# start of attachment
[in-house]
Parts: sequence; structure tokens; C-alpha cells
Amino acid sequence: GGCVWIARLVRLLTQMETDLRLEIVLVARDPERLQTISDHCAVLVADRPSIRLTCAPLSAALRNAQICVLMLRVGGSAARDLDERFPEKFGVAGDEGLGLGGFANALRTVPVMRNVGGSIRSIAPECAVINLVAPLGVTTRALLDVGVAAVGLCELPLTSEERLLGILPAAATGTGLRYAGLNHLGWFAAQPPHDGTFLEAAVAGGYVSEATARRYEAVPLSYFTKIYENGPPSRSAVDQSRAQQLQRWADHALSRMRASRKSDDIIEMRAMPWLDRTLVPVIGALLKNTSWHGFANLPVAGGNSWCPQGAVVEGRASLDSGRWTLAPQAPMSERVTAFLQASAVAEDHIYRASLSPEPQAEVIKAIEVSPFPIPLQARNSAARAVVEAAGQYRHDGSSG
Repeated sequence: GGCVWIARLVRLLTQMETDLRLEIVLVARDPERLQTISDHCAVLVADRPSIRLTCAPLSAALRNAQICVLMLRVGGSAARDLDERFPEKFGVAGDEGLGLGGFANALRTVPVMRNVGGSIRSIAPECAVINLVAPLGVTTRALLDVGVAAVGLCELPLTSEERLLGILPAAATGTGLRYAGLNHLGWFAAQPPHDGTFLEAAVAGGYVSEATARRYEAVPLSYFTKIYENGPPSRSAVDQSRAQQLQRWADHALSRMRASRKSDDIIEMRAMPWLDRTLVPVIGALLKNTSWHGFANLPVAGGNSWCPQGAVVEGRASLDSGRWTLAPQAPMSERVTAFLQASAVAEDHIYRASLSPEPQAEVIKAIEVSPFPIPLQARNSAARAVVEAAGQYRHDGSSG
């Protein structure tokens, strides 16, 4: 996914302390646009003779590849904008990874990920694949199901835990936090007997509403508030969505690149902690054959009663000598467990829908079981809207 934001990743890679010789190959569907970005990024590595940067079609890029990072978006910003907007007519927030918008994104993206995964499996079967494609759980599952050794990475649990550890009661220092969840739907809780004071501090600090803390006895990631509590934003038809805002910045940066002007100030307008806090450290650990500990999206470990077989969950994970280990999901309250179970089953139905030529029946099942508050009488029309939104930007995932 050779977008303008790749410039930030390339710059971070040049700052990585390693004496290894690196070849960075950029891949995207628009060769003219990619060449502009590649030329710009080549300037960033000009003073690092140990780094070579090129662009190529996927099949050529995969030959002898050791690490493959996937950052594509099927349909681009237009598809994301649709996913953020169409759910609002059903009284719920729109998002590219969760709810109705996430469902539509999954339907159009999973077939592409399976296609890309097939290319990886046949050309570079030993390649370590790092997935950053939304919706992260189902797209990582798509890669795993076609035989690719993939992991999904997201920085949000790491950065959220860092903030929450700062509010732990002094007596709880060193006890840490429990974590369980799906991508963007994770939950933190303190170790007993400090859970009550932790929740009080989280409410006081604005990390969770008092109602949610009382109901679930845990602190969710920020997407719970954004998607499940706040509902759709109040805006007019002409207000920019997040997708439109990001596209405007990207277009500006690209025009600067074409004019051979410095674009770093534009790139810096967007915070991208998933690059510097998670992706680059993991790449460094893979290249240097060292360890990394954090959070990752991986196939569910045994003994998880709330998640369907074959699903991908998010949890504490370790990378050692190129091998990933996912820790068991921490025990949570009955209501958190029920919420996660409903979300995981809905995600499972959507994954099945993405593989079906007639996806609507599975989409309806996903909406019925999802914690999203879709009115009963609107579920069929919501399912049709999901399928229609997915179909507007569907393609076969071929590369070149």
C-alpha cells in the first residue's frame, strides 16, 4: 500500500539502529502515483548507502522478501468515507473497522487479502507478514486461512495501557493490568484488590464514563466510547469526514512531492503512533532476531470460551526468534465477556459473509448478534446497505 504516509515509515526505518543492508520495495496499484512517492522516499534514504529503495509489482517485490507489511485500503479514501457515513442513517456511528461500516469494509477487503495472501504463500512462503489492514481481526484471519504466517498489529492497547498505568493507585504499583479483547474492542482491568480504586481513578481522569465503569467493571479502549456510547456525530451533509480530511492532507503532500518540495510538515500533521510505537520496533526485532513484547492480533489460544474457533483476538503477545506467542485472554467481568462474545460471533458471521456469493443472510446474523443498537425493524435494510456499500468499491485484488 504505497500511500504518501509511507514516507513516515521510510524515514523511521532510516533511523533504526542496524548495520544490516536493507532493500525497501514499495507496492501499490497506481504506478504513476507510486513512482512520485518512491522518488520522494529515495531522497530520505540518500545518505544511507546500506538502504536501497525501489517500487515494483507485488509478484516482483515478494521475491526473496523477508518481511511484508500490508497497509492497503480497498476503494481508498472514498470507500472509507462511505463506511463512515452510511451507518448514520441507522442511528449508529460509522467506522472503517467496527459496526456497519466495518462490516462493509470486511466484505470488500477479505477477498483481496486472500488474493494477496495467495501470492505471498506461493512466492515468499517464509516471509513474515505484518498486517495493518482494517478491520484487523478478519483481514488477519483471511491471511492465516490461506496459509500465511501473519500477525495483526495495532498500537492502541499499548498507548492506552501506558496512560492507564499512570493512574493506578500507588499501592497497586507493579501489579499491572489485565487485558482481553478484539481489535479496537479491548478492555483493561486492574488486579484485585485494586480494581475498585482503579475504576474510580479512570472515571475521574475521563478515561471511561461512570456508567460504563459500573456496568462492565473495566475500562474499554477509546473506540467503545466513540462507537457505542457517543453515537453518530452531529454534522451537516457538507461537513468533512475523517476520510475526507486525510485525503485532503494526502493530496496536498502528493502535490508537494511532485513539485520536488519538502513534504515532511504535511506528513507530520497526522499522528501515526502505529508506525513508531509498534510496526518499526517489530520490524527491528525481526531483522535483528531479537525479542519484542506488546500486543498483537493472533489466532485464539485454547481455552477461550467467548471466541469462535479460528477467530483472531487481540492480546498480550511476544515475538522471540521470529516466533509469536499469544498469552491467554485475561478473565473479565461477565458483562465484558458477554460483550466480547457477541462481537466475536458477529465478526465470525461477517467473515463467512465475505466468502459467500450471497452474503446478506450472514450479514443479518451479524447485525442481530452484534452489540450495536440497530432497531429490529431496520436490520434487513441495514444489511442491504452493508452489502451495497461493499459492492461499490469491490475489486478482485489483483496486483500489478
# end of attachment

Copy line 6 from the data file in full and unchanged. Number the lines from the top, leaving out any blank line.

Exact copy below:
C-alpha cells in the first residue's frame, strides 16, 4: 500500500539502529502515483548507502522478501468515507473497522487479502507478514486461512495501557493490568484488590464514563466510547469526514512531492503512533532476531470460551526468534465477556459473509448478534446497505 504516509515509515526505518543492508520495495496499484512517492522516499534514504529503495509489482517485490507489511485500503479514501457515513442513517456511528461500516469494509477487503495472501504463500512462503489492514481481526484471519504466517498489529492497547498505568493507585504499583479483547474492542482491568480504586481513578481522569465503569467493571479502549456510547456525530451533509480530511492532507503532500518540495510538515500533521510505537520496533526485532513484547492480533489460544474457533483476538503477545506467542485472554467481568462474545460471533458471521456469493443472510446474523443498537425493524435494510456499500468499491485484488 504505497500511500504518501509511507514516507513516515521510510524515514523511521532510516533511523533504526542496524548495520544490516536493507532493500525497501514499495507496492501499490497506481504506478504513476507510486513512482512520485518512491522518488520522494529515495531522497530520505540518500545518505544511507546500506538502504536501497525501489517500487515494483507485488509478484516482483515478494521475491526473496523477508518481511511484508500490508497497509492497503480497498476503494481508498472514498470507500472509507462511505463506511463512515452510511451507518448514520441507522442511528449508529460509522467506522472503517467496527459496526456497519466495518462490516462493509470486511466484505470488500477479505477477498483481496486472500488474493494477496495467495501470492505471498506461493512466492515468499517464509516471509513474515505484518498486517495493518482494517478491520484487523478478519483481514488477519483471511491471511492465516490461506496459509500465511501473519500477525495483526495495532498500537492502541499499548498507548492506552501506558496512560492507564499512570493512574493506578500507588499501592497497586507493579501489579499491572489485565487485558482481553478484539481489535479496537479491548478492555483493561486492574488486579484485585485494586480494581475498585482503579475504576474510580479512570472515571475521574475521563478515561471511561461512570456508567460504563459500573456496568462492565473495566475500562474499554477509546473506540467503545466513540462507537457505542457517543453515537453518530452531529454534522451537516457538507461537513468533512475523517476520510475526507486525510485525503485532503494526502493530496496536498502528493502535490508537494511532485513539485520536488519538502513534504515532511504535511506528513507530520497526522499522528501515526502505529508506525513508531509498534510496526518499526517489530520490524527491528525481526531483522535483528531479537525479542519484542506488546500486543498483537493472533489466532485464539485454547481455552477461550467467548471466541469462535479460528477467530483472531487481540492480546498480550511476544515475538522471540521470529516466533509469536499469544498469552491467554485475561478473565473479565461477565458483562465484558458477554460483550466480547457477541462481537466475536458477529465478526465470525461477517467473515463467512465475505466468502459467500450471497452474503446478506450472514450479514443479518451479524447485525442481530452484534452489540450495536440497530432497531429490529431496520436490520434487513441495514444489511442491504452493508452489502451495497461493499459492492461499490469491490475489486478482485489483483496486483500489478